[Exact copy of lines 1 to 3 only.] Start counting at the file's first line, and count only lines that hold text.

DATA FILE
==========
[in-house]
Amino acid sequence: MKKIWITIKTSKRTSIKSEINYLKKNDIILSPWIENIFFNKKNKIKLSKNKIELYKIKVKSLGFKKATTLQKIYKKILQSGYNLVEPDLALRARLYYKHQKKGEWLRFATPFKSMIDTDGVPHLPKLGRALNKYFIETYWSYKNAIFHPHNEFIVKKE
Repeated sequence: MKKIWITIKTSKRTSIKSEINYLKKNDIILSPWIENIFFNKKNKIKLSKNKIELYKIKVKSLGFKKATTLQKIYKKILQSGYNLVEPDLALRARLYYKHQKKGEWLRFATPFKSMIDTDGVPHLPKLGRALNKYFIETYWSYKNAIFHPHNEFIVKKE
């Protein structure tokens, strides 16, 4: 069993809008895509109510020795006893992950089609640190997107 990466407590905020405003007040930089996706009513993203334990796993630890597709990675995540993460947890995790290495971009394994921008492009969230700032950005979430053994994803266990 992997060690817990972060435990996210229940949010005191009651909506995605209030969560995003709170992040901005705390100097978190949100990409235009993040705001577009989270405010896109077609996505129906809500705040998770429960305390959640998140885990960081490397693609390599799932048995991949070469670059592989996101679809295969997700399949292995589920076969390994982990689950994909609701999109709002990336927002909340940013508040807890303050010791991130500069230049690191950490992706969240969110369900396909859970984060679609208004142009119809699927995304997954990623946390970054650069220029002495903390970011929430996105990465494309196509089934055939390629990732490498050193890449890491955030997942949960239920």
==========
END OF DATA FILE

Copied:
[in-house]
Amino acid sequence: MKKIWITIKTSKRTSIKSEINYLKKNDIILSPWIENIFFNKKNKIKLSKNKIELYKIKVKSLGFKKATTLQKIYKKILQSGYNLVEPDLALRARLYYKHQKKGEWLRFATPFKSMIDTDGVPHLPKLGRALNKYFIETYWSYKNAIFHPHNEFIVKKE
Repeated sequence: MKKIWITIKTSKRTSIKSEINYLKKNDIILSPWIENIFFNKKNKIKLSKNKIELYKIKVKSLGFKKATTLQKIYKKILQSGYNLVEPDLALRARLYYKHQKKGEWLRFATPFKSMIDTDGVPHLPKLGRALNKYFIETYWSYKNAIFHPHNEFIVKKE